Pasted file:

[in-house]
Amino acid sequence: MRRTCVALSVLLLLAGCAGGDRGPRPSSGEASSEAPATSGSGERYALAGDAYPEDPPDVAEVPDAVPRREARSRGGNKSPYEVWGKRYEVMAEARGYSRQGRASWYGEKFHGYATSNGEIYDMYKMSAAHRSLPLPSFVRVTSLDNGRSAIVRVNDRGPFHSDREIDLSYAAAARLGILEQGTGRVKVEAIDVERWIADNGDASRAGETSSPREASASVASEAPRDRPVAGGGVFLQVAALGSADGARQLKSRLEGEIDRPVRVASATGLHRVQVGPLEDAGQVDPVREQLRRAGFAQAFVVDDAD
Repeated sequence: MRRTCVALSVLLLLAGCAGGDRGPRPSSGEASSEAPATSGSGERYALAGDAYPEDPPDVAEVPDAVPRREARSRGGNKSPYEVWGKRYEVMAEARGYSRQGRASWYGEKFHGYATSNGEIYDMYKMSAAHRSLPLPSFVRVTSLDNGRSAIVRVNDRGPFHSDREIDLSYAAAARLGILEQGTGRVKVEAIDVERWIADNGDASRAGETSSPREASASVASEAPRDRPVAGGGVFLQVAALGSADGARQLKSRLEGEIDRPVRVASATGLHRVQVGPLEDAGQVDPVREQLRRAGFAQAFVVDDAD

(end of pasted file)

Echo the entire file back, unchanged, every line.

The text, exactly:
[in-house]
Amino acid sequence: MRRTCVALSVLLLLAGCAGGDRGPRPSSGEASSEAPATSGSGERYALAGDAYPEDPPDVAEVPDAVPRREARSRGGNKSPYEVWGKRYEVMAEARGYSRQGRASWYGEKFHGYATSNGEIYDMYKMSAAHRSLPLPSFVRVTSLDNGRSAIVRVNDRGPFHSDREIDLSYAAAARLGILEQGTGRVKVEAIDVERWIADNGDASRAGETSSPREASASVASEAPRDRPVAGGGVFLQVAALGSADGARQLKSRLEGEIDRPVRVASATGLHRVQVGPLEDAGQVDPVREQLRRAGFAQAFVVDDAD
Repeated sequence: MRRTCVALSVLLLLAGCAGGDRGPRPSSGEASSEAPATSGSGERYALAGDAYPEDPPDVAEVPDAVPRREARSRGGNKSPYEVWGKRYEVMAEARGYSRQGRASWYGEKFHGYATSNGEIYDMYKMSAAHRSLPLPSFVRVTSLDNGRSAIVRVNDRGPFHSDREIDLSYAAAARLGILEQGTGRVKVEAIDVERWIADNGDASRAGETSSPREASASVASEAPRDRPVAGGGVFLQVAALGSADGARQLKSRLEGEIDRPVRVASATGLHRVQVGPLEDAGQVDPVREQLRRAGFAQAFVVDDAD